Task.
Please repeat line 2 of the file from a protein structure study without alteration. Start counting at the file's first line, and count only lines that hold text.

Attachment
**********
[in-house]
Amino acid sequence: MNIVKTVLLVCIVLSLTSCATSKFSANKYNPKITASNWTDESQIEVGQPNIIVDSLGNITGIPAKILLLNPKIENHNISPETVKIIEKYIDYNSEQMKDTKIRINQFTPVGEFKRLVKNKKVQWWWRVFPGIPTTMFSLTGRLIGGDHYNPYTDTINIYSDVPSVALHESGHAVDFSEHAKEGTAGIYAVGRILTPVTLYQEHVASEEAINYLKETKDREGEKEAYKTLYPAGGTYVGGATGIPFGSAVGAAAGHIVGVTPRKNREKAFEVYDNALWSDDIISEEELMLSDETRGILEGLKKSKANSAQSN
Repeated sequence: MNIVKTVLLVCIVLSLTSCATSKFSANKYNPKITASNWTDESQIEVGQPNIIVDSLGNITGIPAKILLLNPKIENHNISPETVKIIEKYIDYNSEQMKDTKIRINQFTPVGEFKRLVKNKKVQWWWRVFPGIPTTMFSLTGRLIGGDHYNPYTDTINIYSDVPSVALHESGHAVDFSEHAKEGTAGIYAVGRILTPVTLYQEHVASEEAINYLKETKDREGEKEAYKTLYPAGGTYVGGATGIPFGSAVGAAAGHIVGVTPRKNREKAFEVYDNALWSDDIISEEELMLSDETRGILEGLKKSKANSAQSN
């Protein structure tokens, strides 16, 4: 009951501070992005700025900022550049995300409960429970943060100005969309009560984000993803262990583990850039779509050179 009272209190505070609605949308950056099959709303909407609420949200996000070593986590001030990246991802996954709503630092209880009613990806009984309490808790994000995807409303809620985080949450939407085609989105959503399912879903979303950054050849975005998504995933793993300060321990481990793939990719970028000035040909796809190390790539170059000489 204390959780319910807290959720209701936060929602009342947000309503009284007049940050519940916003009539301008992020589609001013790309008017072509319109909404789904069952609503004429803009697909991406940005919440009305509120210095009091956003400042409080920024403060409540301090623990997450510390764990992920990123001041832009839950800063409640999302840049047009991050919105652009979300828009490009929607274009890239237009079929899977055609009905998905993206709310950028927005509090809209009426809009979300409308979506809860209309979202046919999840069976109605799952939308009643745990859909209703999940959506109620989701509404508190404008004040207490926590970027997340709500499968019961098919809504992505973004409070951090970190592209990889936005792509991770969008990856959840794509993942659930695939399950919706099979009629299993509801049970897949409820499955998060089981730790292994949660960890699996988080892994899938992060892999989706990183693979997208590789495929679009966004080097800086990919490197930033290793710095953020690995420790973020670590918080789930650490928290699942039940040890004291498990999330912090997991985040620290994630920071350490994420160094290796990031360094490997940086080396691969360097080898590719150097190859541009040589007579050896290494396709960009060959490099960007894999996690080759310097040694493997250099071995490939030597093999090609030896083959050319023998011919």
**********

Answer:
Amino acid sequence: MNIVKTVLLVCIVLSLTSCATSKFSANKYNPKITASNWTDESQIEVGQPNIIVDSLGNITGIPAKILLLNPKIENHNISPETVKIIEKYIDYNSEQMKDTKIRINQFTPVGEFKRLVKNKKVQWWWRVFPGIPTTMFSLTGRLIGGDHYNPYTDTINIYSDVPSVALHESGHAVDFSEHAKEGTAGIYAVGRILTPVTLYQEHVASEEAINYLKETKDREGEKEAYKTLYPAGGTYVGGATGIPFGSAVGAAAGHIVGVTPRKNREKAFEVYDNALWSDDIISEEELMLSDETRGILEGLKKSKANSAQSN